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Not a nuisance, but perhaps a taboo?

Common law is very clear that cemeteries are not a nuisance per se.  This means that as long as it is permitted by applicable zoning and other land use laws, neighbors cannot block the development of a cemetery.  A proposed 100,000 plot cemetery on 60 acres in San Ramon, California, however, raises an interesting issue.  Many of the residents in the surrounding area are "are natives of China and India who believe that living near a cemetery — even one that would not be visible from their homes — is taboo." 

“We really are affected mentally and psychologically,” said Angappa Murali, a software engineer at Hitachi Data Systems who is from India. “Most of us are immigrants,” he said of his neighbors. “We still have spiritual connections.”

In light of the cultural prohibitions on living near a graveyard shared by many in the San Ramon community, should courts re-evaluate the common law rule? 

It is important to note that nobody particularly enjoys living next to a graveyard.  Since Roman times, graves have generally been located on the outskirts of populated areas.  Although the focus of European Christian burial was in churchyards, a tradition which was followed in colonial times and is still followed in many parts of the United States, American cities like New York, Chicago, and San Francisco have been exiling cemeteries for centuries.  The common law rule that cemeteries (and funeral homes) are not a per se nuisance is not because of their wide acceptance by neighbors.  In 1917, the Supreme Court of Michigan considered an effort by neighbors to halt the construction of a funeral home in Lansing:

We think it requires no deep research in psychology to reach the conclusion that a constant reminder of death has a depressing influence upon the normal person.  Cheerful surroundings are conducive to recovery for one suffering from disease, and cheerful surroundings are conducive to the maintenance of vigorous health in the normal person.  Mental depression, horror, and dread lower the vitality, rendering one more susceptible to disease, and reduce the power of resistance.  … [This] is a matter of common knowledge.  The constant going and coming of the hearse … the not infrequent taking in and out of dead bodies; the occasional funeral, with its mourners and funeral airs; … the unknown dead in the morgue; … the thought of autopsies of embalming; the dread, or horror, or thought, that the dead are or may be lying in the house next door, a morgue; the dread of communicable disease, not well founded, as we have seen, but nevertheless present in the mind of the normal layman – all of these are conducive to depression of the normal person; each of these a constant reminder of mortality.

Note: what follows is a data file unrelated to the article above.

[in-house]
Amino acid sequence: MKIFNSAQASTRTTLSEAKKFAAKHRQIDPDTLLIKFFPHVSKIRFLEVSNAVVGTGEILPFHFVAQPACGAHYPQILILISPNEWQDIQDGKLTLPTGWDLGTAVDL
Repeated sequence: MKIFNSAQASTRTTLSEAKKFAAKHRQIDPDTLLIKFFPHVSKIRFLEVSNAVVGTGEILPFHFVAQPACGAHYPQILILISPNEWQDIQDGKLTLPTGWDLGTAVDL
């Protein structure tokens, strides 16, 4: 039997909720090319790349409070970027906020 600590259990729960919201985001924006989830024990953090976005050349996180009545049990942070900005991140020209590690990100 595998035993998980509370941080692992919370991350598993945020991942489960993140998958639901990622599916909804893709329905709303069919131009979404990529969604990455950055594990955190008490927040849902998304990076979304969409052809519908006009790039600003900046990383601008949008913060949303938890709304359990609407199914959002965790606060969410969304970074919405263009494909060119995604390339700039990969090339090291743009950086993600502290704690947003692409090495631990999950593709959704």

Saier v. Joy, 164 N.W. 507 (Mich. 1917).  The neighbors in the modern San Ramon case offer similar objections:

Jay Yao, who emigrated from China, is the chief organizer of the cemetery opponents and says funerals would cast a pall on the community. “They will be forcing kids to see funeral processions,” said Mr. Yao, a vice president of quantitative research at Morgan Stanley Capital International. “Children didn’t do something wrong — why do they have to see it at such an early age?”

Community officials in San Ramon appear to think that the "Chinese and Indian residents with spiritual or cultural objections" to the cemetery are raising new issues.  They are not.  As the Supreme Court of Michigan so colorfully opined in 1917, everyone finds cemeteries depressing.

Tanya Marsh


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